French Prime Minister Élisabeth Borne has asked for a study to be carried out into the potential impact of reducing the motorway speed limit from 130km/h to 110km/h, a year after the idea was rejected.
This measure was initially proposed by the Convention Citoyenne pour le Climat (Citizens Convention for Climate) during its 2019-20 assembly, but later rejected in the context of a population voicing opposition to the introduction of an 80km/h limit on departmental roads.
The suggestion was also put to one side because it would have cost €16million to change all the signs on the motorway network.
However, the French agency for ecological transition, Ademe, has now been charged with assessing the potential advantages and disadvantages by Ms Borne.
Ms Borne previously said that she is “personally” in favour of the measure, although she acknowledged that she was not one of the people who would be affected by it on a daily basis.
"À titre personnel", Elisabeth Borne se dit favorable à la réduction de la vitesse à 110 km/h sur les autoroutes pic.twitter.com/1zFNbbcxTG— BFMTV (@BFMTV) June 22, 2020
She has also said that: “Awareness of ecological issues is increasing but we must not take measures which are experienced in a negative way by people in France. We need cooperation to carry out a radical ecological transition.”
Ademe will consider how drivers could be asked to pay for toll roads with a 110km/h limit, when other non motorway double-lane roads offer the same speed for free, and whether the change could mean greater congestion.
It will also consider how much motorists could save on fuel by reducing their speed, and how residents living near the motorway could observe a marked drop in noise levels.
#Ecologie : la vitesse bientôt abaissée à 110 km/h sur autoroute ? "Les petits gestes vont mener à des changements", selon @lea_falko, "vous rêvez", lui répond Pierre Chasseray @40MA dans #RTLMatin pic.twitter.com/mYcg2B9QjP— RTL France (@RTLFrance) September 7, 2022
How much longer would a journey take at 110km/h?
Experts have said that reducing your speed by 20km/h will extend an hour-long journey by four to eight minutes, so a three-and-a-half-hour trip would take four hours.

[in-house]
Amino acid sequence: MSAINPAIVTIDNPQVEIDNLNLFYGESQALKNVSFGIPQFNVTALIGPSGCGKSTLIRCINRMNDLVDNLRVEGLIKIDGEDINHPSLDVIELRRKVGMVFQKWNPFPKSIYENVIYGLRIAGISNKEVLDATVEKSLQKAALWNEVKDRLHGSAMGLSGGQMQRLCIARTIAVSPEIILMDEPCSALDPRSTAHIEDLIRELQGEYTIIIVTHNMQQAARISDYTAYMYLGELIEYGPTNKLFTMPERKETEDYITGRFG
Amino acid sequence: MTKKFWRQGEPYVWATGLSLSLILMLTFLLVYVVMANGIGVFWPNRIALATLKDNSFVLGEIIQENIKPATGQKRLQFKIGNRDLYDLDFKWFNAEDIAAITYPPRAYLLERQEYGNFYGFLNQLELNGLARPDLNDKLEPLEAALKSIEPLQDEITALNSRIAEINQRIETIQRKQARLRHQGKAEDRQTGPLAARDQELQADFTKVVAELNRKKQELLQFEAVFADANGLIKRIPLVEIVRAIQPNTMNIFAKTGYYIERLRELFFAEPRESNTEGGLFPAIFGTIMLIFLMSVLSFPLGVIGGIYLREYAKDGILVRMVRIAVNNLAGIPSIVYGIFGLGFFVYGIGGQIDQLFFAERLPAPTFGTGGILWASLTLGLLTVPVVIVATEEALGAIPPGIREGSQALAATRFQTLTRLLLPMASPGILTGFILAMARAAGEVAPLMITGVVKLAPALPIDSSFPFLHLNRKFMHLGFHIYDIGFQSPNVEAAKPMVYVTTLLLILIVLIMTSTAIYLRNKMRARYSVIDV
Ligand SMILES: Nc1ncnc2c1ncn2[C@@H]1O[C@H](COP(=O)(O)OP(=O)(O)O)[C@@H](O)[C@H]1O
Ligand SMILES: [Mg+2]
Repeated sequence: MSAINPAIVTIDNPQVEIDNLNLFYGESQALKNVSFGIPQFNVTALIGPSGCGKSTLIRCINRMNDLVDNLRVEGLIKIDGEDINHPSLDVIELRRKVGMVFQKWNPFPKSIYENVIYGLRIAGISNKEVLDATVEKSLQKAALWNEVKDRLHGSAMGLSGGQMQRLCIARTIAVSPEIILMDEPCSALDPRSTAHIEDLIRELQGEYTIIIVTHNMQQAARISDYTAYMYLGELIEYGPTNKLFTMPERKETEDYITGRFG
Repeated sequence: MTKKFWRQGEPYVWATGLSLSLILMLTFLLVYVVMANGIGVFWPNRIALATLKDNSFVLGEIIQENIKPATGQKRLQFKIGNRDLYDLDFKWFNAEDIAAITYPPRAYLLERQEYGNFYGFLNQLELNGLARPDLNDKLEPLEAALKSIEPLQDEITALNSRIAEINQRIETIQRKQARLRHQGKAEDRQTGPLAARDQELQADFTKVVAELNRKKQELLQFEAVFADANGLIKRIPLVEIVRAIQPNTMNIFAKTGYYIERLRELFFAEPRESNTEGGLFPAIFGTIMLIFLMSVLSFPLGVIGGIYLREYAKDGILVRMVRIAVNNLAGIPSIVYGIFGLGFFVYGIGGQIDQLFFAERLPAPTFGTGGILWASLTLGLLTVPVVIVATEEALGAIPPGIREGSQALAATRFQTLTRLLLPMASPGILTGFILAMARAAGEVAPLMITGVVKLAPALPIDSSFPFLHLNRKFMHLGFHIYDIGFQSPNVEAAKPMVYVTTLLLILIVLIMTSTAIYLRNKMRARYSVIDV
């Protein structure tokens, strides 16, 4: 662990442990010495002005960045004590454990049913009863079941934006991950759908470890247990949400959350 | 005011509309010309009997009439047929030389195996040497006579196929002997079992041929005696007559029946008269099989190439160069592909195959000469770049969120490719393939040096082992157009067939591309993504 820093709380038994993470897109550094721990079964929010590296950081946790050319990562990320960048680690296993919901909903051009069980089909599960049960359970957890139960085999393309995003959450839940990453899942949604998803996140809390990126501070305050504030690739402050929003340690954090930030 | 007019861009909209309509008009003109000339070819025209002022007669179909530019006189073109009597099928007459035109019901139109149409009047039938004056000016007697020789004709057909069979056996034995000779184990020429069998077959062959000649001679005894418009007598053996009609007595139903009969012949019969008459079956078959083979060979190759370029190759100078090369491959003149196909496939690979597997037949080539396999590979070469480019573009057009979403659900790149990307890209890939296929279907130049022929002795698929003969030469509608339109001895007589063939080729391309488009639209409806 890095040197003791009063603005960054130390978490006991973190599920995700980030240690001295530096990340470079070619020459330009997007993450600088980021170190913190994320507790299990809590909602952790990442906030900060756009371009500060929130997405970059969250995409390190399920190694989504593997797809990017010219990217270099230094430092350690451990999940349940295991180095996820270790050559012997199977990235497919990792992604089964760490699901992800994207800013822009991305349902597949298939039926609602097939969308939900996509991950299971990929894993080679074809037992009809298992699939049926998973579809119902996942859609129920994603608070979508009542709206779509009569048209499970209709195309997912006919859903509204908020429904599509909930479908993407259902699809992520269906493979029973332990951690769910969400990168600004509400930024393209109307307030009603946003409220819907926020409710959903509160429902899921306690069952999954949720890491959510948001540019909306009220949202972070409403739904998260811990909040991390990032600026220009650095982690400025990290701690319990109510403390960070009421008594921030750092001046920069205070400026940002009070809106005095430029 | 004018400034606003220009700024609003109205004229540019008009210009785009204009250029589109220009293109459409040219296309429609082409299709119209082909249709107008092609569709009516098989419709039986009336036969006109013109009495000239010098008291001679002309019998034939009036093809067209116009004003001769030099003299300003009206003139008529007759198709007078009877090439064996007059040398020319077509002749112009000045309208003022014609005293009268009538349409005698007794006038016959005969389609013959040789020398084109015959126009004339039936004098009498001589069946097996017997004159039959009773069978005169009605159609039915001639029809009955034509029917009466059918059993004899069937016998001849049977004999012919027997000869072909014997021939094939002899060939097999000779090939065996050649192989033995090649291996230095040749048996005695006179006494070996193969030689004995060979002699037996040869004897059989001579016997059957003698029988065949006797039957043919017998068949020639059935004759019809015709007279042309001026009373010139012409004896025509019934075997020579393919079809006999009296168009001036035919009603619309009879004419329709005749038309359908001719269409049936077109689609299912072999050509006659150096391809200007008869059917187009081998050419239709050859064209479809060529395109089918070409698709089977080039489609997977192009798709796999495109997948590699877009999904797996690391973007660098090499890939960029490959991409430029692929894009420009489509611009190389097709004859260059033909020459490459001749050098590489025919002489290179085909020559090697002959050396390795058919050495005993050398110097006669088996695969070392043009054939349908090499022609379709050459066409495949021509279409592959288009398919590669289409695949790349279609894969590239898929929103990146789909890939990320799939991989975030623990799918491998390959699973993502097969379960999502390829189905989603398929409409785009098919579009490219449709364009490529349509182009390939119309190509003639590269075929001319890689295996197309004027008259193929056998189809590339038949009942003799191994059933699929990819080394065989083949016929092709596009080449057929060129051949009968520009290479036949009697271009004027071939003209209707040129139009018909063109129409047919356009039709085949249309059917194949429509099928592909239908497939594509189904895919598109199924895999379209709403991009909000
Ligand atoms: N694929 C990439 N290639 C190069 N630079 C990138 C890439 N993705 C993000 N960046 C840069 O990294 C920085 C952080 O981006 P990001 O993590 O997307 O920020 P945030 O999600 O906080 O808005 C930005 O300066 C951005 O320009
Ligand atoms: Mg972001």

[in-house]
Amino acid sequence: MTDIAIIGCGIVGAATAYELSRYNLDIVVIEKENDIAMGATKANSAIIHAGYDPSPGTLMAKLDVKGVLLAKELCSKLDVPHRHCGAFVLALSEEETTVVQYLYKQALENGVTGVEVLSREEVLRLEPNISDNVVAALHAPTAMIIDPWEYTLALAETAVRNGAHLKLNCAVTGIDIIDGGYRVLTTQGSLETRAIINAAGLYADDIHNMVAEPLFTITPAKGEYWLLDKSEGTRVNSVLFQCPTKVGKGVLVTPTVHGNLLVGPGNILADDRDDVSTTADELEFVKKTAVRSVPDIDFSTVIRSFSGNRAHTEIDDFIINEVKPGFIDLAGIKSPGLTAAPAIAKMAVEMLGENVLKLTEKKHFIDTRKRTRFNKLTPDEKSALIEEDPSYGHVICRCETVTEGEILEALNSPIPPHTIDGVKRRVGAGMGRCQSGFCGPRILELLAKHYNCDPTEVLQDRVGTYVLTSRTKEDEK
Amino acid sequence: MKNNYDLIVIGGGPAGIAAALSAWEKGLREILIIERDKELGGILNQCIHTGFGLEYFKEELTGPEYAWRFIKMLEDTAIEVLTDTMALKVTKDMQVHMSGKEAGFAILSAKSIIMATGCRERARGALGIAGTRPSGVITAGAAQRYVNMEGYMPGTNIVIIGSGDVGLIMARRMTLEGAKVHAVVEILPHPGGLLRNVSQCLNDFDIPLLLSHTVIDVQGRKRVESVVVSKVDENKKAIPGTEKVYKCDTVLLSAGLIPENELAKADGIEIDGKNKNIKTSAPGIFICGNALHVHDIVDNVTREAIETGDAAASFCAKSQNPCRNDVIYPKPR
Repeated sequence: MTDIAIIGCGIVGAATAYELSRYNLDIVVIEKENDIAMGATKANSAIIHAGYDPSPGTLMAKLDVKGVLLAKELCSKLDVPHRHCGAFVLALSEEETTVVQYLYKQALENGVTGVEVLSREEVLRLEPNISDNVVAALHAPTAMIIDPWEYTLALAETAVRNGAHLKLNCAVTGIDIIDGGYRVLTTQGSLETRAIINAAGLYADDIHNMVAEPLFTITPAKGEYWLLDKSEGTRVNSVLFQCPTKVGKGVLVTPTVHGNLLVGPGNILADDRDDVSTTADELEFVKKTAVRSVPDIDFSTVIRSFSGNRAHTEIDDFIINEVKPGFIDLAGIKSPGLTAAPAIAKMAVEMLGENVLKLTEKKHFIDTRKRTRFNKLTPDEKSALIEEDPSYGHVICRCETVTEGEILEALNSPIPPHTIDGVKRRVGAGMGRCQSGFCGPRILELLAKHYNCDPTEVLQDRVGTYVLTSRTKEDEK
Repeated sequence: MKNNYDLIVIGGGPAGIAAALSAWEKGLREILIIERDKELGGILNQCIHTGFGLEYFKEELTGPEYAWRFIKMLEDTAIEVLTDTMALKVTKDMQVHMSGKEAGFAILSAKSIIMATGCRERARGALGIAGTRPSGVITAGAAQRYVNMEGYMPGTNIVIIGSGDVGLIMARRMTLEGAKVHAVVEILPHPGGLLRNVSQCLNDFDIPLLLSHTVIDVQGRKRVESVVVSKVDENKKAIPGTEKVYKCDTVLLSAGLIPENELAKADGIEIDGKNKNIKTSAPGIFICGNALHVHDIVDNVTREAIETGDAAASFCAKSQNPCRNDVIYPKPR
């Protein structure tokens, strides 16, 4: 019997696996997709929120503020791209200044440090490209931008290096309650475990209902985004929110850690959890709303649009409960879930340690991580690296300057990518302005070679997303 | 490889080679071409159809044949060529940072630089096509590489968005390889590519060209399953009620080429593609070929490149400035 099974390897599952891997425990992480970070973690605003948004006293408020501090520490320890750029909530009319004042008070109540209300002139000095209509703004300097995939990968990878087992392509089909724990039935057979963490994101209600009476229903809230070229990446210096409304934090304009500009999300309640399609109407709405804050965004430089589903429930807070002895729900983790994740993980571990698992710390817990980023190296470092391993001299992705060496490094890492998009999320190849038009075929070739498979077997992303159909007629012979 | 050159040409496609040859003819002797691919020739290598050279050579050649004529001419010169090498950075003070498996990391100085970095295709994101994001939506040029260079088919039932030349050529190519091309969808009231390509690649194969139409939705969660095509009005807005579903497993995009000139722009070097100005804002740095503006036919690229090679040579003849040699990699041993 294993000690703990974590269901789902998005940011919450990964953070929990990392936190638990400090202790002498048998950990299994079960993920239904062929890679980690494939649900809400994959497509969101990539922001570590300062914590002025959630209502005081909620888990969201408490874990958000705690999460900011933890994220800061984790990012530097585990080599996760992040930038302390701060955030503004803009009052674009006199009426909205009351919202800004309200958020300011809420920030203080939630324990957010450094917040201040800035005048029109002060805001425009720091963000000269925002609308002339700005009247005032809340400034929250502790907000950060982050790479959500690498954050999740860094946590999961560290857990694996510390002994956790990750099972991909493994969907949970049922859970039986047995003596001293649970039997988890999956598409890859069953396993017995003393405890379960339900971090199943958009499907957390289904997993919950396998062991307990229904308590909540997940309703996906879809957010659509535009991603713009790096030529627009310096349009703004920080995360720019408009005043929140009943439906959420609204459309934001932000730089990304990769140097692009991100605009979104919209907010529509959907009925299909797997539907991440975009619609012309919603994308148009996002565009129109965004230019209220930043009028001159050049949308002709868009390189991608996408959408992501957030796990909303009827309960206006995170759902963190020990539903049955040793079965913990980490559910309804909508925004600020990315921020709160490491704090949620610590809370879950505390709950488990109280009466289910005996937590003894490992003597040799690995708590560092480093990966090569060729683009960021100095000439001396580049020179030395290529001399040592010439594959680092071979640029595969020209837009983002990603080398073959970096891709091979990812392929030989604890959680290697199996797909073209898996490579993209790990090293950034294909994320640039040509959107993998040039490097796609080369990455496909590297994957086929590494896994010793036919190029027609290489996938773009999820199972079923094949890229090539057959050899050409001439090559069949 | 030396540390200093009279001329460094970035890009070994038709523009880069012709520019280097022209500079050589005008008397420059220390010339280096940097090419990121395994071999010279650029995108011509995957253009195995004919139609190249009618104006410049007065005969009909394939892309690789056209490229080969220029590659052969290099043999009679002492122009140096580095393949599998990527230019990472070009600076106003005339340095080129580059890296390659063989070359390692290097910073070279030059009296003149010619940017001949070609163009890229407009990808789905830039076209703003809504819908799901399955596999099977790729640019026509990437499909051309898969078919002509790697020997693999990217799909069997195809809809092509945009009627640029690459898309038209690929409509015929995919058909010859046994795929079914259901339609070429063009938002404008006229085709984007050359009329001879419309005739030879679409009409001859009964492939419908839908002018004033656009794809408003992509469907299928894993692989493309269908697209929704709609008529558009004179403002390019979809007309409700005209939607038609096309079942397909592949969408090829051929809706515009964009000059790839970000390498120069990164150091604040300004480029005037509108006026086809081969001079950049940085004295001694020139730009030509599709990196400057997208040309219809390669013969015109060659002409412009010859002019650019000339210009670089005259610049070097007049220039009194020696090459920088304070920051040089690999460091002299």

A shift from 130km/h to 120km/h rather than 110km/h might therefore be more acceptable to drivers, and would match the speed limits imposed on similar sections of road in countries such as Switzerland.
In Sweden, the motorway speed limit is already 110km/h on many roads, and in the Netherlands it is 100km/h during the day.
How much money could drivers save?
Research body Asterès has found in a recent study that drivers could save €149 on average each year by reducing their speed to 110km/h on motorways and 80km/h on departmental roads.
By switching to 110km/h on motorways, motorists would cut their fuel consumption by 25%, and the resulting saving would make up €125 of the total €149 not spent.
‘We must mobilise to oppose this’
Pierre Chasseray of driving association 40 millions d’automobilistes commented: “First they wanted to reduce the speed limit to 110km/h on motorways for road safety. But the facts were unwavering: the motorway network is the one on which we drive the fastest, but also where the fewest accidents occur.
“They then wanted to reduce the speed limit to 110km/h on motorways for the environment [...] but the massive and rapid mobilisation of drivers through the 40 millions d’automobilistes petition reminded them of the fiasco of 80km/h.
“They are therefore now trying to bring the speed limit reduction back into the debate [...] by unscrupulously brandishing the fuel price argument.
“As if drivers who are heavily affected by fuel price rises needed a new speed limit reduction which they do not want, rather than concrete and sustainable action on the root of the problem: the cost of a full tank.
“We must mobilise to oppose this and demonstrate that no, public opinion is not changing, contrary to what certain dishonest organisations might claim.”
40 millions d’automobilistes is therefore urging drivers to sign its petition against the 110km/h limit.